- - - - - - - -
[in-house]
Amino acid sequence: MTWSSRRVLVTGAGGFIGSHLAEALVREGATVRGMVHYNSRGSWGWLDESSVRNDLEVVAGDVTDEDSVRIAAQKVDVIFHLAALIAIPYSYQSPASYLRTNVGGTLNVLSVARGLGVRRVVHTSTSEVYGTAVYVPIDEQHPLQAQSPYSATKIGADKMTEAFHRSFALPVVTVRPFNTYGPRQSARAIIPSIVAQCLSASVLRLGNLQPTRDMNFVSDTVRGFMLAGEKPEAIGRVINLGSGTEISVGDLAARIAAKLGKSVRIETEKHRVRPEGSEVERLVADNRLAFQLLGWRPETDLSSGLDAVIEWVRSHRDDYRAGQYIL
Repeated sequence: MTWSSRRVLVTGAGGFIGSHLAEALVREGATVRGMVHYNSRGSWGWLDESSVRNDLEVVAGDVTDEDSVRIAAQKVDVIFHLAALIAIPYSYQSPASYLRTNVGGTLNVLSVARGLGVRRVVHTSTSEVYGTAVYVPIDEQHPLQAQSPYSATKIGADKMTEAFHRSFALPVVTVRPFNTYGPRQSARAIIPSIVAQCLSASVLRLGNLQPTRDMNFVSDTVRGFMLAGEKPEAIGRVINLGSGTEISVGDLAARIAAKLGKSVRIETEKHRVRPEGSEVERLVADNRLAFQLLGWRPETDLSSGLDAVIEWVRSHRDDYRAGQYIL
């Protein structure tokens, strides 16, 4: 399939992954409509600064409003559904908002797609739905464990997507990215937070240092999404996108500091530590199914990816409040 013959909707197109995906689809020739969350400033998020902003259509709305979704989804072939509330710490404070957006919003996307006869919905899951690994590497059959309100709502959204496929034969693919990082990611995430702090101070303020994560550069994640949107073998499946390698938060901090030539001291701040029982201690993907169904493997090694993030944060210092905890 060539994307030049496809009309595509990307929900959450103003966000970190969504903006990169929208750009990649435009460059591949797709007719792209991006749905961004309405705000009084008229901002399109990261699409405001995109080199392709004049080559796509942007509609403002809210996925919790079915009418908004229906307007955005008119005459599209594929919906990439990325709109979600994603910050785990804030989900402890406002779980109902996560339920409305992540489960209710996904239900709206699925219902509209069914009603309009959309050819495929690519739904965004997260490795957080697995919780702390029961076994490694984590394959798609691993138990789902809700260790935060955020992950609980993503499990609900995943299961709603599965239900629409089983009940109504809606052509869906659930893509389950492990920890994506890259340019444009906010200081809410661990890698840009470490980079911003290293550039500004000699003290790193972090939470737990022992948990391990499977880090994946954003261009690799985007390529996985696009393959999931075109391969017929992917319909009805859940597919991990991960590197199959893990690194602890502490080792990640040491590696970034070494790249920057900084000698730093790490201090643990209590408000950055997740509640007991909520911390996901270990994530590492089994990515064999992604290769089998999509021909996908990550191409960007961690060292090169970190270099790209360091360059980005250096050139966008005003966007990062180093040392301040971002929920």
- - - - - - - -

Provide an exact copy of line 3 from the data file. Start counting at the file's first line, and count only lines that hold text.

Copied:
Repeated sequence: MTWSSRRVLVTGAGGFIGSHLAEALVREGATVRGMVHYNSRGSWGWLDESSVRNDLEVVAGDVTDEDSVRIAAQKVDVIFHLAALIAIPYSYQSPASYLRTNVGGTLNVLSVARGLGVRRVVHTSTSEVYGTAVYVPIDEQHPLQAQSPYSATKIGADKMTEAFHRSFALPVVTVRPFNTYGPRQSARAIIPSIVAQCLSASVLRLGNLQPTRDMNFVSDTVRGFMLAGEKPEAIGRVINLGSGTEISVGDLAARIAAKLGKSVRIETEKHRVRPEGSEVERLVADNRLAFQLLGWRPETDLSSGLDAVIEWVRSHRDDYRAGQYIL